Tell Me Again, Lasana M. Sekou’s “Love Songs Make You Cry – Second Edition” by Rochelle Ward
Unadulterated love and dizzying passion are the puppet masters that wind their fingers around the heartstrings of the characters that people the fives stories in Lasana Sekou’s newly published Love Songs Make You Cry – Second Edition.
This love and passion drive the characters to what Blair’s father (one of the characters) describes as “grave and unmentionable consequences” – that cost them their trust, family or even their lives. But sometimes, like the floating sunbeams beneath the canopy of a dense forest, these same characters bask in the faint rays of redemption.
Who has not been touched by the baby’s breath of first love, the threat of another lover or the reeling pain of a broken heart? Love is as unexpected as a butterfly coming to rest on your shoulder.
It is as fragile as an old, caring couple. It is the icepack of forgiveness on an inflamed wound. Sometimes, it lets go abruptly while other times, it is released with a hope that it returns, lasting and restored, unlike Blair’s, hollowed, ghost-like and filled with the shadows of a former infatuation, which she fed on for ten years. Most of all love, like independence, has many enemies.
In “The Snoring” Elsa, a teenager thrown out the house by her sole guardian, her grandmother, ends up forging a relationship with Dolores, a Dominicana who worked two jobs to support her family back home and avoided immigration raids. Both are baffled by the illness that is causing Elsa to rapidly lose weight and to have faithful nightmarish dreams.
It is clear that Fatty, in “Fatty and the Big House,” is not over Nancy, who was shipped off to Holland by her parents before Fatty and Nancy could be together for good. Fatty, who nurses his wounds by hooking up with Annie, going to work in Aruba and then back in St. Martin building “a house so big it would block out the sun from shining” on Nancy’s parents’ house, is in for a bigger surprise.
Clement and Blair are the main characters of “New Year’s Eve Born.” This story may be a St. Martin version of Romeo and Juliet, a tragedy often retold but never like this.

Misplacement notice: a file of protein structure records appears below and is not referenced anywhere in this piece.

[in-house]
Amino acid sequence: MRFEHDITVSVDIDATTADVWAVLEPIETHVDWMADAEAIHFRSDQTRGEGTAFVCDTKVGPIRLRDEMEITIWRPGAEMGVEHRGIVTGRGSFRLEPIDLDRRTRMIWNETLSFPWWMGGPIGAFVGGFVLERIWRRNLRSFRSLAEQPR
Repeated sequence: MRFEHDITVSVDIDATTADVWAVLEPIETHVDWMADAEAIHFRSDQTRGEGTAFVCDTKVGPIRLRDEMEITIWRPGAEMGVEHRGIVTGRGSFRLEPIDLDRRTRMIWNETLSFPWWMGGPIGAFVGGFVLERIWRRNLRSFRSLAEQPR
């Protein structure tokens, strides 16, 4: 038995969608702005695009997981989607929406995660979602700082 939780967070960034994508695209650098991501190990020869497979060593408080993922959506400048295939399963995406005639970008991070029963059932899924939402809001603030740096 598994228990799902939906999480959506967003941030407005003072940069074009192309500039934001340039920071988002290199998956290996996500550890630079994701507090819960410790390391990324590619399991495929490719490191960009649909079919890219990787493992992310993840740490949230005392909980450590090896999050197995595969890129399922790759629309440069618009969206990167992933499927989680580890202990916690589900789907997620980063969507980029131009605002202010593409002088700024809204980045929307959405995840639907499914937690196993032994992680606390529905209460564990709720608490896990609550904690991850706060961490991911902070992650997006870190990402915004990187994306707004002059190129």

Nkrumah, the love struck twelve-year-old in “The Rightful Heirs,” is entrusted with a heavy secret that terrifies him and has Winston, his late father’s friend, nervous.
And of course, the simple rollercoaster ride between the young man and woman in “Love Songs Make You Cry,” which develops, teasing and, slow, comes to a tearful halt a few months later.
It is hard to ignore the strong currents of nationhood, independence, and identity in this collection that is also centered on the love one has for his or her country and people despite political manipulation.
And, even though the characters leave the island, like Fatty or his woman, Annie, by force or escape, Sekou anchors the stories in St. Martin, often times appearing in the book as “S’maatin,” which is divided into a Dutch and a French territory. His characters reside in or roam freely throughout districts like Middle Region, Great Bay, Dutch Quarter, Sucker Garden, St. James, Colombier, and Grand Case as though one. The young man in the title story affirms:
“An’ befo’ these leaders here talk of real independence and unity dey wahn make this island a showcase of something French or Dutch or some other whitewashed form of dependency and false identity. … Do I look like a European? I was born here, so how could I be French or Dutch[...] I’m a S’maatiner, a Caribbean man, and that’s what counts?”
In addition, the other Caribbean women, “so-called illegal aliens” from the Dominican Republic, bookend Sekou’s work, one is determined to stay, the other willing to leave. It is unfortunate that the St. Martin woman does not have a strong presence; she is hardly in the spotlight and if the light shines on parts of her, she is a periphery, working, struggling, or observing those around her.
The collection begins with the St. Martin woman after which she slowly fades and loses or shares her St. Martin man with another woman, an American tourist or undocumented women from a Spanish-speaking Caribbean country. If this inability to maintain a loving relationship with a St. Martin woman like the character Mr. Gassy has was intentionally juxtaposed with the men’s failure to provide complete independence for both their families and the “S’maatin” homeland, then the fading spotlight on the St. Martin woman works.
These homegrown stories were first published twenty-five years ago, but with Sekou’s modernist “cutting everything that might slow down the narrative” – as Michela Calderaro writes in her introduction to the book – they are relevant still today. The booming tourist industry touched the lives of the characters one way or another, and independence from it, along with colonialism, is often like a mirage seemingly within reach but snatched away.
The updated glossary in Love Songs Make You Cry is a very helpful reference as it translates the island’s true self-expressions, including Spanish, Papiamentu, and Dutch words, used in character dialogue to its standard language cousin and dutifully comments on aspects of St. Martin culture.
In the end, St. Martin is the story, waiting for its characters to return to it, to defend it, and to free it because they love it.